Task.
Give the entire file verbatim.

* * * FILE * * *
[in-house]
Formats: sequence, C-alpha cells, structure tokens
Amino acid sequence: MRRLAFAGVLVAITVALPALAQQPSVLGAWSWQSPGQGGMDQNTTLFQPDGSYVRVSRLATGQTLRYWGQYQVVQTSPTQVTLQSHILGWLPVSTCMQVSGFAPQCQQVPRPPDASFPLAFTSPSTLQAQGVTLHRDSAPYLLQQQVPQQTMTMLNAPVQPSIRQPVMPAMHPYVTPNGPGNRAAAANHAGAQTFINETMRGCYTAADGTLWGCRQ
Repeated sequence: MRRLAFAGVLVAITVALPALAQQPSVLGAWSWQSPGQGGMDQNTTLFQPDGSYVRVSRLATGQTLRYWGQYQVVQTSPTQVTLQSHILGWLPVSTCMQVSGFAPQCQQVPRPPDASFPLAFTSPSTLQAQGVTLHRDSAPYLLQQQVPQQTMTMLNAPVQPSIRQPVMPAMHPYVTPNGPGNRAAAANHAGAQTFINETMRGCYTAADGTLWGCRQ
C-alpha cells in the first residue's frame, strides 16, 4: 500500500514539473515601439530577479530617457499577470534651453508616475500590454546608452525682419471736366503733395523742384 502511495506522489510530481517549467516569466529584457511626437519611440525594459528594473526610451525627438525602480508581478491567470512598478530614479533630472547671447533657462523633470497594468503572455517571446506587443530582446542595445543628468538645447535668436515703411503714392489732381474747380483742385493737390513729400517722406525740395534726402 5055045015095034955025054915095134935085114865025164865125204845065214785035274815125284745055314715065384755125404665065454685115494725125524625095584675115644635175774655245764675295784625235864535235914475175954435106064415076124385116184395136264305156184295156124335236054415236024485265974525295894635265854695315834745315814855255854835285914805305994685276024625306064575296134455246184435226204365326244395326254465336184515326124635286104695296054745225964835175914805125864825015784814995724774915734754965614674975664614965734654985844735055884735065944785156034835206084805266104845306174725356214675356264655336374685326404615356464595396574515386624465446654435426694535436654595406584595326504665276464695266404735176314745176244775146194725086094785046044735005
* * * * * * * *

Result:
[in-house]
Formats: sequence, C-alpha cells, structure tokens
Amino acid sequence: MRRLAFAGVLVAITVALPALAQQPSVLGAWSWQSPGQGGMDQNTTLFQPDGSYVRVSRLATGQTLRYWGQYQVVQTSPTQVTLQSHILGWLPVSTCMQVSGFAPQCQQVPRPPDASFPLAFTSPSTLQAQGVTLHRDSAPYLLQQQVPQQTMTMLNAPVQPSIRQPVMPAMHPYVTPNGPGNRAAAANHAGAQTFINETMRGCYTAADGTLWGCRQ
Repeated sequence: MRRLAFAGVLVAITVALPALAQQPSVLGAWSWQSPGQGGMDQNTTLFQPDGSYVRVSRLATGQTLRYWGQYQVVQTSPTQVTLQSHILGWLPVSTCMQVSGFAPQCQQVPRPPDASFPLAFTSPSTLQAQGVTLHRDSAPYLLQQQVPQQTMTMLNAPVQPSIRQPVMPAMHPYVTPNGPGNRAAAANHAGAQTFINETMRGCYTAADGTLWGCRQ
C-alpha cells in the first residue's frame, strides 16, 4: 500500500514539473515601439530577479530617457499577470534651453508616475500590454546608452525682419471736366503733395523742384 502511495506522489510530481517549467516569466529584457511626437519611440525594459528594473526610451525627438525602480508581478491567470512598478530614479533630472547671447533657462523633470497594468503572455517571446506587443530582446542595445543628468538645447535668436515703411503714392489732381474747380483742385493737390513729400517722406525740395534726402 5055045015095034955025054915095134935085114865025164865125204845065214785035274815125284745055314715065384755125404665065454685115494725125524625095584675115644635175774655245764675295784625235864535235914475175954435106064415076124385116184395136264305156184295156124335236054415236024485265974525295894635265854695315834745315814855255854835285914805305994685276024625306064575296134455246184435226204365326244395326254465336184515326124635286104695296054745225964835175914805125864825015784814995724774915734754965614674975664614965734654985844735055884735065944785156034835206084805266104845306174725356214675356264655336374685326404615356464595396574515386624465446654435426694535436654595406584595326504665276464695266404735176314745176244775146194725086094785046044735005